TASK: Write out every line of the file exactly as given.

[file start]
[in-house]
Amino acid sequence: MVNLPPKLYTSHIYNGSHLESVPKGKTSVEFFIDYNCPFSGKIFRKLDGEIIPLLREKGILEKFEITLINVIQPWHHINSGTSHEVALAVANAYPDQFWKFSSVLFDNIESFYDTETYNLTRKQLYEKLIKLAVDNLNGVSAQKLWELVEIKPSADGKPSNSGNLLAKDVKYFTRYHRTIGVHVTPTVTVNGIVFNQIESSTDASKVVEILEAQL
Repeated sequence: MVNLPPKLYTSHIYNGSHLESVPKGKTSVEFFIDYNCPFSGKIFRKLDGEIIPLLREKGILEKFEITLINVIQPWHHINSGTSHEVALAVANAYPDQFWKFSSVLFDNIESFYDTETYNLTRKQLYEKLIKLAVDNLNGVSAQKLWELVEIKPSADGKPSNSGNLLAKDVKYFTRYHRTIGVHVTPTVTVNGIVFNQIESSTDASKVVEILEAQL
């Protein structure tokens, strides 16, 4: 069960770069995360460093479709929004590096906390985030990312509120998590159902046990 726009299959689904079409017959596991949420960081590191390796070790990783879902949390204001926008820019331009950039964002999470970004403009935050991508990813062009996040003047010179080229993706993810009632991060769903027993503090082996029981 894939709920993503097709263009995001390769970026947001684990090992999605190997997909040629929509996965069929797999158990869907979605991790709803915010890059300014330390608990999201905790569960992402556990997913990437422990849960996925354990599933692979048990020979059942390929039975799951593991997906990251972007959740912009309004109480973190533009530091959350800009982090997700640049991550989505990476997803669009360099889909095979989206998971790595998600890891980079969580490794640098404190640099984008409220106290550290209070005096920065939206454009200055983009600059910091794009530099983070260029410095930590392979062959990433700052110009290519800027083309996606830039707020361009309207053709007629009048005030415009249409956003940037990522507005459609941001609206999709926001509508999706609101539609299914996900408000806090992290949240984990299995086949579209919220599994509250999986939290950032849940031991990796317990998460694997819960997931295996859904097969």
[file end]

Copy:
[in-house]
Amino acid sequence: MVNLPPKLYTSHIYNGSHLESVPKGKTSVEFFIDYNCPFSGKIFRKLDGEIIPLLREKGILEKFEITLINVIQPWHHINSGTSHEVALAVANAYPDQFWKFSSVLFDNIESFYDTETYNLTRKQLYEKLIKLAVDNLNGVSAQKLWELVEIKPSADGKPSNSGNLLAKDVKYFTRYHRTIGVHVTPTVTVNGIVFNQIESSTDASKVVEILEAQL
Repeated sequence: MVNLPPKLYTSHIYNGSHLESVPKGKTSVEFFIDYNCPFSGKIFRKLDGEIIPLLREKGILEKFEITLINVIQPWHHINSGTSHEVALAVANAYPDQFWKFSSVLFDNIESFYDTETYNLTRKQLYEKLIKLAVDNLNGVSAQKLWELVEIKPSADGKPSNSGNLLAKDVKYFTRYHRTIGVHVTPTVTVNGIVFNQIESSTDASKVVEILEAQL
């Protein structure tokens, strides 16, 4: 069960770069995360460093479709929004590096906390985030990312509120998590159902046990 726009299959689904079409017959596991949420960081590191390796070790990783879902949390204001926008820019331009950039964002999470970004403009935050991508990813062009996040003047010179080229993706993810009632991060769903027993503090082996029981 894939709920993503097709263009995001390769970026947001684990090992999605190997997909040629929509996965069929797999158990869907979605991790709803915010890059300014330390608990999201905790569960992402556990997913990437422990849960996925354990599933692979048990020979059942390929039975799951593991997906990251972007959740912009309004109480973190533009530091959350800009982090997700640049991550989505990476997803669009360099889909095979989206998971790595998600890891980079969580490794640098404190640099984008409220106290550290209070005096920065939206454009200055983009600059910091794009530099983070260029410095930590392979062959990433700052110009290519800027083309996606830039707020361009309207053709007629009048005030415009249409956003940037990522507005459609941001609206999709926001509508999706609101539609299914996900408000806090992290949240984990299995086949579209919220599994509250999986939290950032849940031991990796317990998460694997819960997931295996859904097969």